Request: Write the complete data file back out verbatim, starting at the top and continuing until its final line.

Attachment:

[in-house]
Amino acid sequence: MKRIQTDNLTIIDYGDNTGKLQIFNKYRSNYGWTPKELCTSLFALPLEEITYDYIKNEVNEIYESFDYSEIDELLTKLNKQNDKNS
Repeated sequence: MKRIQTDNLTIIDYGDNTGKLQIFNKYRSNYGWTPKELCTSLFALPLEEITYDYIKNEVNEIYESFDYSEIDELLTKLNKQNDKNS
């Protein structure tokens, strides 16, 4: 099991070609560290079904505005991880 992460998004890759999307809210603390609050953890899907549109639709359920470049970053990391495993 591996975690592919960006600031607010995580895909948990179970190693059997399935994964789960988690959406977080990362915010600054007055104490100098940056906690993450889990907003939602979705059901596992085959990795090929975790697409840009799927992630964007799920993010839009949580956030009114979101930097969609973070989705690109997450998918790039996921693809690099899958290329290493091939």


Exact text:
[in-house]
Amino acid sequence: MKRIQTDNLTIIDYGDNTGKLQIFNKYRSNYGWTPKELCTSLFALPLEEITYDYIKNEVNEIYESFDYSEIDELLTKLNKQNDKNS
Repeated sequence: MKRIQTDNLTIIDYGDNTGKLQIFNKYRSNYGWTPKELCTSLFALPLEEITYDYIKNEVNEIYESFDYSEIDELLTKLNKQNDKNS
């Protein structure tokens, strides 16, 4: 099991070609560290079904505005991880 992460998004890759999307809210603390609050953890899907549109639709359920470049970053990391495993 591996975690592919960006600031607010995580895909948990179970190693059997399935994964789960988690959406977080990362915010600054007055104490100098940056906690993450889990907003939602979705059901596992085959990795090929975790697409840009799927992630964007799920993010839009949580956030009114979101930097969609973070989705690109997450998918790039996921693809690099899958290329290493091939």